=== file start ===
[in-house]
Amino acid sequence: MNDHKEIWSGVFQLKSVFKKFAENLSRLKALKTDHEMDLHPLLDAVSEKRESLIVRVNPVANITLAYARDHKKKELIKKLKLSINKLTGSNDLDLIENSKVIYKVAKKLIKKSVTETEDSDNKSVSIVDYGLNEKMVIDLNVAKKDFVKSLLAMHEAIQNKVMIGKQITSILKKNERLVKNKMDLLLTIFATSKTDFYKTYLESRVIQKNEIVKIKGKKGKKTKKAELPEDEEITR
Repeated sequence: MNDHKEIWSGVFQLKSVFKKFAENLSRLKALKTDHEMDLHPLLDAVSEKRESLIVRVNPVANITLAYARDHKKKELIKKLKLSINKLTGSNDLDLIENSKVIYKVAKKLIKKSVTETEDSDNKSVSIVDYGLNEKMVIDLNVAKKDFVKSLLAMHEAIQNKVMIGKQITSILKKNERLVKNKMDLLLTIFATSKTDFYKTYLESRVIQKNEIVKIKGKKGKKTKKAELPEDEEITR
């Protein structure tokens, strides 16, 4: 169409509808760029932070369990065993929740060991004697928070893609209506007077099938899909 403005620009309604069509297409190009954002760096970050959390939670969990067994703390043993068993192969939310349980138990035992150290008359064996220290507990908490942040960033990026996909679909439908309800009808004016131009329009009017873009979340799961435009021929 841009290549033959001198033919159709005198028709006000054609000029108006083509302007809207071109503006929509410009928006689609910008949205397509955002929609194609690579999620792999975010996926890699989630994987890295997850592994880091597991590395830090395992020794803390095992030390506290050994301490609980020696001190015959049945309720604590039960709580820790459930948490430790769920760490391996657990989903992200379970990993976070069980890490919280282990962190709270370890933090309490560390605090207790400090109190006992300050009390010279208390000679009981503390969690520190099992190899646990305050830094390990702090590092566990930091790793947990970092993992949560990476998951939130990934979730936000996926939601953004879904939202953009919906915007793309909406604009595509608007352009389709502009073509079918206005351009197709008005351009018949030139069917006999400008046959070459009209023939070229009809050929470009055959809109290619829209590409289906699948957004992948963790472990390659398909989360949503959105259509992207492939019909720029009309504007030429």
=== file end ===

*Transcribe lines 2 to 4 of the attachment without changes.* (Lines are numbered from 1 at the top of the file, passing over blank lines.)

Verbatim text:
Amino acid sequence: MNDHKEIWSGVFQLKSVFKKFAENLSRLKALKTDHEMDLHPLLDAVSEKRESLIVRVNPVANITLAYARDHKKKELIKKLKLSINKLTGSNDLDLIENSKVIYKVAKKLIKKSVTETEDSDNKSVSIVDYGLNEKMVIDLNVAKKDFVKSLLAMHEAIQNKVMIGKQITSILKKNERLVKNKMDLLLTIFATSKTDFYKTYLESRVIQKNEIVKIKGKKGKKTKKAELPEDEEITR
Repeated sequence: MNDHKEIWSGVFQLKSVFKKFAENLSRLKALKTDHEMDLHPLLDAVSEKRESLIVRVNPVANITLAYARDHKKKELIKKLKLSINKLTGSNDLDLIENSKVIYKVAKKLIKKSVTETEDSDNKSVSIVDYGLNEKMVIDLNVAKKDFVKSLLAMHEAIQNKVMIGKQITSILKKNERLVKNKMDLLLTIFATSKTDFYKTYLESRVIQKNEIVKIKGKKGKKTKKAELPEDEEITR
């Protein structure tokens, strides 16, 4: 169409509808760029932070369990065993929740060991004697928070893609209506007077099938899909 403005620009309604069509297409190009954002760096970050959390939670969990067994703390043993068993192969939310349980138990035992150290008359064996220290507990908490942040960033990026996909679909439908309800009808004016131009329009009017873009979340799961435009021929 841009290549033959001198033919159709005198028709006000054609000029108006083509302007809207071109503006929509410009928006689609910008949205397509955002929609194609690579999620792999975010996926890699989630994987890295997850592994880091597991590395830090395992020794803390095992030390506290050994301490609980020696001190015959049945309720604590039960709580820790459930948490430790769920760490391996657990989903992200379970990993976070069980890490919280282990962190709270370890933090309490560390605090207790400090109190006992300050009390010279208390000679009981503390969690520190099992190899646990305050830094390990702090590092566990930091790793947990970092993992949560990476998951939130990934979730936000996926939601953004879904939202953009919906915007793309909406604009595509608007352009389709502009073509079918206005351009197709008005351009018949030139069917006999400008046959070459009209023939070229009809050929470009055959809109290619829209590409289906699948957004992948963790472990390659398909989360949503959105259509992207492939019909720029009309504007030429």